My Classic YA Literature List

Inspired by fellow writer Johanna Parkhurst‘s blog post on the YA she read growing up, I decided to hop on this wagon and go down memory lane myself.

I read far more adult books than YA books when I was a teen. I think it’s fairly typical of a dedicated bookworm to skip the supposed easy stuff and go straight for the classics, both the heavy ones and the delightful ones. Like so many readers before me, I could never get enough of Austen and the Brontës, or Dickens. I gave up on a few Russians (Dostoyevsky – to this day I haven’t completed any of his works), I thought D.H. Lawrence was mostly dull, and George Eliot’s Middlemarch was given up on several times until I completed it and liked it after seeing the TV series.

Thinking back, though, I realize I did read buckets of YA too, and some of the titles are still unforgettable. My bookshelf was always crammed with various MG and YA books, and I was a member of several books clubs catering to the YA market. I religiously saved up money to buy as many of their monthly shipments as possible.

So, which titles do I remember? I still have a box of old books in the attic, and when I went through them this morning, a number of lovely gems appeared.

When I was a teen, the majority of my books were read in Norwegian, usually translated from either English or Swedish if they weren’t originally Norwegian.

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One YA series that stood out in my Norwegian selection, was Ingvar Ambjørnsens’s “Pelle & Proffen” series. His teen working-class boys from Oslo tackled neo-nazis, drugs, prostitution, environmental dangers, violence and corruption. (Fairly controversial issues, perhaps, but not so much here in Norway, where the dark sides of society were/are not regarded as unsuitable for teens to know about.)
In the late 1980s and early 1990s, a couple of the books were filmed, to great national success. “Døden på Oslo S /Death on Oslo S” and “Giftige løgner /Poison lies” were on every teen’s lips. The soundtracks also featured my favourite band at the time, DumDumBoys, who were extra special since they came from my town and several of the band members had had the same primary school teacher as I did.

IMG_5053I read many books that were YA novels from the US, and though I realize now that these books, much like films, sort of gave me a very stereotypical view of life across the pond, they taught me a few useful things. (Like dating – which was completely unknown in my world, where boys and girls went out to meet each other and it was never referred to as a date or anything formal or anything entailing going to whichever lengths. Dating was not how you got a boyfriend or girlfriend back then.)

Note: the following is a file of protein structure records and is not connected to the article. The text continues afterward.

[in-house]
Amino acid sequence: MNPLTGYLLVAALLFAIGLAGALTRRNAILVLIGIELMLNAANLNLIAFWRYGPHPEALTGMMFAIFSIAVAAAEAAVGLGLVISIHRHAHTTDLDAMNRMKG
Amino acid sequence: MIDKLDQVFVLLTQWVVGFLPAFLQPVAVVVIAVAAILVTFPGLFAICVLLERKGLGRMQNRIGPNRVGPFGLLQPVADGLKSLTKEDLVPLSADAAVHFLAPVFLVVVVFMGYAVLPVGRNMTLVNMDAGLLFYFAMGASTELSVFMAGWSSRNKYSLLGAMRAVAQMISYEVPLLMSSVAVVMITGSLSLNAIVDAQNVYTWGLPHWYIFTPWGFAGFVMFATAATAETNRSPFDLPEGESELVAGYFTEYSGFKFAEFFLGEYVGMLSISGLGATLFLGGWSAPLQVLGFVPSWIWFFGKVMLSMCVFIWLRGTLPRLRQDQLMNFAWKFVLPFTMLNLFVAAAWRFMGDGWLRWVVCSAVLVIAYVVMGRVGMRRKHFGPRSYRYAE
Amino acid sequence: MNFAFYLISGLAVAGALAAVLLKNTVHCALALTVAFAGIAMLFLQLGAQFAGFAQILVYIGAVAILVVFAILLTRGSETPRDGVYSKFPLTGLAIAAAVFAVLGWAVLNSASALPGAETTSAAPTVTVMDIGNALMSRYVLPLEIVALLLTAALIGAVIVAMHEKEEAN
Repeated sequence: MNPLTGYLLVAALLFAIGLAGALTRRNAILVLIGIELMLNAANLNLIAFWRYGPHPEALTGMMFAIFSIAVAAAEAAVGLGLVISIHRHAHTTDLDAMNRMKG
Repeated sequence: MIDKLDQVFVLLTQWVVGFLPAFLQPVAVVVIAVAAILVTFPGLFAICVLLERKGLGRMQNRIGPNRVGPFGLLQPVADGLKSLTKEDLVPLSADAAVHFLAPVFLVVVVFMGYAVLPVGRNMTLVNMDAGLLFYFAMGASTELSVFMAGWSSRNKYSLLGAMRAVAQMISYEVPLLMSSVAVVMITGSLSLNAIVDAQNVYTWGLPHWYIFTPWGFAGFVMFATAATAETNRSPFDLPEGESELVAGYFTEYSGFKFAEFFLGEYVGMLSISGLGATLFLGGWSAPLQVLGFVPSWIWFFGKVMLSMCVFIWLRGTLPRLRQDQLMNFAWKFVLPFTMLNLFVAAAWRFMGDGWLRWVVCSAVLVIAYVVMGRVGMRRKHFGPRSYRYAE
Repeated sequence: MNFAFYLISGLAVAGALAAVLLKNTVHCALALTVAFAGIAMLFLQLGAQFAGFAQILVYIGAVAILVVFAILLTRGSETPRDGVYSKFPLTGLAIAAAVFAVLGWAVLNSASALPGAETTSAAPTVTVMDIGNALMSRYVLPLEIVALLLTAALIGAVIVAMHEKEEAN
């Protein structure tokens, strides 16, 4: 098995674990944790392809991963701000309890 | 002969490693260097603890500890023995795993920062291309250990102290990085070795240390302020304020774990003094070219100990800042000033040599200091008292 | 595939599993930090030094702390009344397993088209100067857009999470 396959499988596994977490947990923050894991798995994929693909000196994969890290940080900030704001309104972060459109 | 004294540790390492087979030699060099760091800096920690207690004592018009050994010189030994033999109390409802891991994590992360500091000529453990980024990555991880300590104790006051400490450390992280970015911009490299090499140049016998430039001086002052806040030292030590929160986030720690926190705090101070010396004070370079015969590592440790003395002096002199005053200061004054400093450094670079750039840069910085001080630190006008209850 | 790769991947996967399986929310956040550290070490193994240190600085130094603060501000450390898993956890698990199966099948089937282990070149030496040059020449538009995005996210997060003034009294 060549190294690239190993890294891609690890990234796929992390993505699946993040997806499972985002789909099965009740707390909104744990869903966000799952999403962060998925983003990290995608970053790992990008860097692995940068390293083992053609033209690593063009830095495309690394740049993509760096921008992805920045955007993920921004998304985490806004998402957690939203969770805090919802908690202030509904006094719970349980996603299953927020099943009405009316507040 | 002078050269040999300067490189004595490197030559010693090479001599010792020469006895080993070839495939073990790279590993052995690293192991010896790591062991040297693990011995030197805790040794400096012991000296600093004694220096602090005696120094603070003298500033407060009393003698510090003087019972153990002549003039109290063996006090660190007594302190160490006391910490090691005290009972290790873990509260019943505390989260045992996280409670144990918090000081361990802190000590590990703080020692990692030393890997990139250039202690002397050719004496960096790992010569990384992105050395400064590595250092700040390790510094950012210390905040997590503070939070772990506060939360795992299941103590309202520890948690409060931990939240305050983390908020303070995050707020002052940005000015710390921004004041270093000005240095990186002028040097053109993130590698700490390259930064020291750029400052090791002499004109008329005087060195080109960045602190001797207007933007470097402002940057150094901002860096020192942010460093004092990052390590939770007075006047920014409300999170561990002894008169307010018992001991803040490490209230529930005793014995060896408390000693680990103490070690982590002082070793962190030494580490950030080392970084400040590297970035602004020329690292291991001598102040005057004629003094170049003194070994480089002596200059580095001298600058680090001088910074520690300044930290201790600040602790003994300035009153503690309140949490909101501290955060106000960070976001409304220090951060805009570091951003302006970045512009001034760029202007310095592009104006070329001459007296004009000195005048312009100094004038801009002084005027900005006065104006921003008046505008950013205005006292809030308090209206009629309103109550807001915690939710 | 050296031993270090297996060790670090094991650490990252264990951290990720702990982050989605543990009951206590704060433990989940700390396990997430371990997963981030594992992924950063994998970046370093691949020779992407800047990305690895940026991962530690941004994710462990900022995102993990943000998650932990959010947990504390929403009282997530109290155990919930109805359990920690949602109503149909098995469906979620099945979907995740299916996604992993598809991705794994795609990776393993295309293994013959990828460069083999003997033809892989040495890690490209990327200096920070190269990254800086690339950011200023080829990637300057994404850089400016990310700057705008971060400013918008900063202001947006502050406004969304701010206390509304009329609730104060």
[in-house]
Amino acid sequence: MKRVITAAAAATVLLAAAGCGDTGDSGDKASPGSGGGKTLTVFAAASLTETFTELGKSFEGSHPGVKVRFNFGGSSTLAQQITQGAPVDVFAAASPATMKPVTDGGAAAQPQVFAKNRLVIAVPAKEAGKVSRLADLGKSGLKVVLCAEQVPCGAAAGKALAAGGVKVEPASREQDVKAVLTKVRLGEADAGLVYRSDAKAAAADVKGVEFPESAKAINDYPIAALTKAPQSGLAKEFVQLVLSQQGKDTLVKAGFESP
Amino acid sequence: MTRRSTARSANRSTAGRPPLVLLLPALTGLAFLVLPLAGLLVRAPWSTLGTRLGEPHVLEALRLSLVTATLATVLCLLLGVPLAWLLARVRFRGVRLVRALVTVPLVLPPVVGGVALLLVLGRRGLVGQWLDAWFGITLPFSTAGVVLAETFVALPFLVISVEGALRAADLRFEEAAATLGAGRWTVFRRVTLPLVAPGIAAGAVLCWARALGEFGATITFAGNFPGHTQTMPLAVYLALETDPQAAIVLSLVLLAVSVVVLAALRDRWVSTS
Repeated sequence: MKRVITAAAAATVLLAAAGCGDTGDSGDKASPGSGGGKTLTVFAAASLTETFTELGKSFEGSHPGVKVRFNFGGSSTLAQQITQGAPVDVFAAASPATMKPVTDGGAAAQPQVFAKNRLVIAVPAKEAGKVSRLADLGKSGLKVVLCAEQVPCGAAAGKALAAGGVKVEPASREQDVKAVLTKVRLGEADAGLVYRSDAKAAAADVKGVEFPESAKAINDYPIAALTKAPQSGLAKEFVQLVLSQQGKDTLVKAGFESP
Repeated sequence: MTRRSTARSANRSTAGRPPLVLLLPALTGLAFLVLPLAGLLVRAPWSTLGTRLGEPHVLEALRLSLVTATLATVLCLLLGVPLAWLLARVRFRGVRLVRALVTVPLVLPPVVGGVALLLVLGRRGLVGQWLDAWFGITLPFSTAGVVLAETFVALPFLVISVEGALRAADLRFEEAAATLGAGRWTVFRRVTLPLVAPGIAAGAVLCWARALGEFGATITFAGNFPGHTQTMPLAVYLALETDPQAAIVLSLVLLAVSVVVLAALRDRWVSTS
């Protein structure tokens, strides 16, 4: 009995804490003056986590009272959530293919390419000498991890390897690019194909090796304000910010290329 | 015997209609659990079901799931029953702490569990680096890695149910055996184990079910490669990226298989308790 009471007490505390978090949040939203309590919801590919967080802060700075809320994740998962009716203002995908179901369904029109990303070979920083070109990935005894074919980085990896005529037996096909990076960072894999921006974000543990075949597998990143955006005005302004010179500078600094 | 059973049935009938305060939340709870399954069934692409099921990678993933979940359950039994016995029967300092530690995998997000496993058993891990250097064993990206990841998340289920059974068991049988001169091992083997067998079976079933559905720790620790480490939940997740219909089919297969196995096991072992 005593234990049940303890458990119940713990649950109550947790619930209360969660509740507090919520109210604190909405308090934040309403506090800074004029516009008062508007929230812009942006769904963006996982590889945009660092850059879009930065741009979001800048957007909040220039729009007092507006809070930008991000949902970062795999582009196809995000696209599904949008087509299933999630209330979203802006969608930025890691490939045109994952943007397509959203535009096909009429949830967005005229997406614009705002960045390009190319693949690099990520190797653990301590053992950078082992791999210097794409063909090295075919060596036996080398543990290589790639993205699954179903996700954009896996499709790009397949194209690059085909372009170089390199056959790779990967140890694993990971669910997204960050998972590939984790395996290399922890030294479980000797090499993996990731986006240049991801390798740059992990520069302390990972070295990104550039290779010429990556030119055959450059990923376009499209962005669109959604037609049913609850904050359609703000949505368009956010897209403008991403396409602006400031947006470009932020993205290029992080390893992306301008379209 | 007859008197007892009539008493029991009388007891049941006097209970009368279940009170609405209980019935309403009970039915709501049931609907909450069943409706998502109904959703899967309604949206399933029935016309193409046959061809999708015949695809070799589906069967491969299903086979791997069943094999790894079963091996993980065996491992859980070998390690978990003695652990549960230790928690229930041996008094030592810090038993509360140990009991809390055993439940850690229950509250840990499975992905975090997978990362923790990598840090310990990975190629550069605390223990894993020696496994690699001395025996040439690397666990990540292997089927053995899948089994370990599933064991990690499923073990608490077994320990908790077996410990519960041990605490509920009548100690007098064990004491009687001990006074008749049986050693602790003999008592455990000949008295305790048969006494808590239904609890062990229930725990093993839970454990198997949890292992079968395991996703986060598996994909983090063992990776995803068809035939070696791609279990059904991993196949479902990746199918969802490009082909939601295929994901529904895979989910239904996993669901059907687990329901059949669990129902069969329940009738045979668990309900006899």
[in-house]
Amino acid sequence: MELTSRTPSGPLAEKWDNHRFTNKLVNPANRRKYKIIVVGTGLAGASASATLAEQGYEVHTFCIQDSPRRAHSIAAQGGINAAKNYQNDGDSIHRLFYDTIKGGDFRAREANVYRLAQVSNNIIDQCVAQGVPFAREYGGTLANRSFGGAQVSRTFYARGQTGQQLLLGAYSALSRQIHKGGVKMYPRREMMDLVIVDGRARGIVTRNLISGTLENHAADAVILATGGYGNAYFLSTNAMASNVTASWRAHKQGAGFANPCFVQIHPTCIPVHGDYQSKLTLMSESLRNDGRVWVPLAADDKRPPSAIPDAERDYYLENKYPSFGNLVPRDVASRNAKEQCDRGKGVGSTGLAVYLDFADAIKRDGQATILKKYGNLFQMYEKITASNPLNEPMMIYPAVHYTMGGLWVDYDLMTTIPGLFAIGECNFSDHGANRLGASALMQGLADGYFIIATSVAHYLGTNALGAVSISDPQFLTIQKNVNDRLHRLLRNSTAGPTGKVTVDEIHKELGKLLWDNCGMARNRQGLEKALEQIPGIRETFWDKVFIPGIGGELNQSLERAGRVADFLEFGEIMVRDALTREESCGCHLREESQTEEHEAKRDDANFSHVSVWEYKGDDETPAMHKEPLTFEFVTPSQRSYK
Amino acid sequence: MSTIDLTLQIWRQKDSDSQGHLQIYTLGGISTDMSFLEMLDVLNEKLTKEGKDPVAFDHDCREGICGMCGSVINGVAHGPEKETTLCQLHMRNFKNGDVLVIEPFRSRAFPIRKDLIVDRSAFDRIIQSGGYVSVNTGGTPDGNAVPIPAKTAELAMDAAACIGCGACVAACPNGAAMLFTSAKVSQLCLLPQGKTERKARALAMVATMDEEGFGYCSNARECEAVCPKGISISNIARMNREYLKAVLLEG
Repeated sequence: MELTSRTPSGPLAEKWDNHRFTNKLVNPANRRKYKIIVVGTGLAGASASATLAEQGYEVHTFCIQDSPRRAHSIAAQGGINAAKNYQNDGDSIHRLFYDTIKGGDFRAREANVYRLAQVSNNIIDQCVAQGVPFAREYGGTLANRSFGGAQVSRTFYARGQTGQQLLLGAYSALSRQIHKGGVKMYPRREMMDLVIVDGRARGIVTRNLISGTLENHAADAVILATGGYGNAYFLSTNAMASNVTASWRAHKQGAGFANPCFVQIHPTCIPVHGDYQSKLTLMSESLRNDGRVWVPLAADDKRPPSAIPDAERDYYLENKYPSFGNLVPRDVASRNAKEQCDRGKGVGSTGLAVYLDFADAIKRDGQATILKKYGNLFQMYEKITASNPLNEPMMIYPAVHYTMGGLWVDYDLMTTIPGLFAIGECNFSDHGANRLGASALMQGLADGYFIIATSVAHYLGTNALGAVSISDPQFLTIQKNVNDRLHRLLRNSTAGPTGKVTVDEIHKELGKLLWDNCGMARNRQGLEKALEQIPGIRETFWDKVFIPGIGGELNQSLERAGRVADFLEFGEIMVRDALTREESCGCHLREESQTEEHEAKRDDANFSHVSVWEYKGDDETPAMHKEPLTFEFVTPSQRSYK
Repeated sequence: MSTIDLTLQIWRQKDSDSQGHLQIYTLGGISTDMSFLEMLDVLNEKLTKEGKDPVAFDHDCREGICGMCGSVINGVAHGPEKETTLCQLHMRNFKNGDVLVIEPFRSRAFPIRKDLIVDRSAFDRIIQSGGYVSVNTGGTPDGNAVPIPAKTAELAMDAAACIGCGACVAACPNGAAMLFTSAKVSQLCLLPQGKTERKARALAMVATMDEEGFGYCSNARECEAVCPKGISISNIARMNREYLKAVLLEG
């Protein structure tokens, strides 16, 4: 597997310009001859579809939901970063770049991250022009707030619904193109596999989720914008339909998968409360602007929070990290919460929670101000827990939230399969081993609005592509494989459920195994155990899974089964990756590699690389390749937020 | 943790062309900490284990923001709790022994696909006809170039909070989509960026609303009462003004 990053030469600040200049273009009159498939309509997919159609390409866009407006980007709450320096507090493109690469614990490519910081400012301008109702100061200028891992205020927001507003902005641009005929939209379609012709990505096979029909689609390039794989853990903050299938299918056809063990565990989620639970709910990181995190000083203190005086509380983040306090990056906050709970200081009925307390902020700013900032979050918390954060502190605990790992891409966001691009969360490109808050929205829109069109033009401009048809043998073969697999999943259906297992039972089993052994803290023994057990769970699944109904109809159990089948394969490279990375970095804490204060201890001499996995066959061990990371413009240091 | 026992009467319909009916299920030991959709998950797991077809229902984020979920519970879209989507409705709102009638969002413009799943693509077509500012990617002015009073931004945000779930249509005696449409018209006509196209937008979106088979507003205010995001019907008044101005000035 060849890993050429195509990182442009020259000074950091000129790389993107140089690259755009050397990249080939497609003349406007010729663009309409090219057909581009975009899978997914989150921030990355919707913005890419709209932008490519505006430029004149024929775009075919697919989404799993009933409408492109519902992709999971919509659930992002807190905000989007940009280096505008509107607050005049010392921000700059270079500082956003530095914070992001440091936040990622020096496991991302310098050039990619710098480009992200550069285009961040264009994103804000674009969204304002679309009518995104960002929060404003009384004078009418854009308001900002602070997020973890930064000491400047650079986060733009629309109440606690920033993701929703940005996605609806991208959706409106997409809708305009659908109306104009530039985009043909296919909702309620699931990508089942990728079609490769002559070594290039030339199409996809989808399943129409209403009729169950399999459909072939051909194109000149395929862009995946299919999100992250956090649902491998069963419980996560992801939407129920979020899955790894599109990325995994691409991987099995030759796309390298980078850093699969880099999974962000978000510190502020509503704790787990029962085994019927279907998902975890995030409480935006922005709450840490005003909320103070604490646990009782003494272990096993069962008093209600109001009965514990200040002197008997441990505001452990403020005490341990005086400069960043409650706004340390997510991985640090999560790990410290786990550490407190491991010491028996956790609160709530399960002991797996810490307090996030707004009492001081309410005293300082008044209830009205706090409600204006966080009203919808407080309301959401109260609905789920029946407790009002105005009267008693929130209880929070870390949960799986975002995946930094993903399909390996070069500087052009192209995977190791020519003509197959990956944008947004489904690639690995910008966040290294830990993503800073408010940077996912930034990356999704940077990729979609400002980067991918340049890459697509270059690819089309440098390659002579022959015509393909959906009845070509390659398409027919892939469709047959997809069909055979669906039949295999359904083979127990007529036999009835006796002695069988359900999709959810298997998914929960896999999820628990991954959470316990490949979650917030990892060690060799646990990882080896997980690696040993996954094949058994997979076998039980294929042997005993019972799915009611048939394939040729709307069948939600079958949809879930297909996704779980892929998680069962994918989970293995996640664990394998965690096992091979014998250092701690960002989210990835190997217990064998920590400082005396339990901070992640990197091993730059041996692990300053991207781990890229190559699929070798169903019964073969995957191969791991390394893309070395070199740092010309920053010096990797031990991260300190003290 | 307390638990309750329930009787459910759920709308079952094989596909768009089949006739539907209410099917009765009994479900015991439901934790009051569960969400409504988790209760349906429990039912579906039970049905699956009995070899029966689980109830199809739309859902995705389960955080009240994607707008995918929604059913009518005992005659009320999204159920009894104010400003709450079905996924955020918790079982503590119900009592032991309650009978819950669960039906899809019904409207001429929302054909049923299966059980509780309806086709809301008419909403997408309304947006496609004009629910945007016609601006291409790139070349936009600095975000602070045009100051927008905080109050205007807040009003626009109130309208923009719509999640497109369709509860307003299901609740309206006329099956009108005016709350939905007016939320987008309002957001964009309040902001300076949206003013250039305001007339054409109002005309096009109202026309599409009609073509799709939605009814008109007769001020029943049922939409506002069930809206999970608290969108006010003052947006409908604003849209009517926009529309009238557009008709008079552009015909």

One series I particularly liked, and that I re-read dozens of times when I was aged 13-16, and later when I needed to reminisce about the old days, was Candice F. Ransom’s trilogy Thirteen, Fourteen and Fifteen. I read these in Norwegian, and today, when finding them in the attic and then checking them on Goodreads, I discovered that the names of the protagonists were changed in translation. In the original, the main character is Kobie, and her best friend is Gretchen. In my versions, Kobie had become Katie and Gretchen Gillian. For some reason the translator thought the original names were too difficult for Norwegians… The books were still great fun, though, and I remember Kobie/Katie as a character I could recognize myself in.

Adrian Mole

Other books that I read and re-read were the Adrian Mole series by the late Sue Townsend. He was fun, sweet, helpless, nerdy and desperate. I really identified with his struggles. His family was also fabulous, especially his unemployed dad.

My own family used to watch the TV series together, and none of us really wanted Adrian to get together with Pandora.

I’ve read all of the Adrian Mole books, also the ones where he’s adult, but none of the sequels can really compete with the first book, The Secret Diary of Adrian Mole, Aged 13 3/4.

flowers When I was 15 or 16, I had a penpal (the old-fashioned kind, you know, the one where you send each other hand-written letters. Does anyone know what I’m talking about?) who lived in Idaho. Her name was Autumn, and she often wrote about how she snuck out of her window at night to go out and meet her friends after curfew.

She also sent me V.C. Andrews’ Flowers in the Attic. I was hooked on the creepiness of that book immediately, and begged her to send me the sequels, which she did. They were even more creepy, and in hindsight I see that this series was definitely questionable when it came to relationships and sex…! And how evil wasn’t that grandmother?!

across

Joan Lingard’s series about Kevin and Sadie, the Romeo and Juliet of Belfast, also struck a chord with me. Across the Barricades and the sequels were among the first books I read in English.

 

 

 

As for my students, I think it’s highly unlikely they have ever heard about any of the books mentioned above. They probably know who Ingvar Ambjørnsen is because he’s written some successful adult books that are easily accessible and which are often used in schools – plus several have been filmed (Elling, anyone? It was even made into a play that ran for a week or so on Broadway before being cancelled…) – but the rest are probably unknown to them. Most will know who John Green is, and since we read The Absolutely True Diary of a Part-Time Indian in English class, they may remember the name Sherman Alexie if I ask them in August. They’re the Harry Potter and Twilight and Hunger Games generation.

EDIT 29/6-14: How could I forget S.E. Hinton’s The Outsiders?! I was in love with all the brothers!

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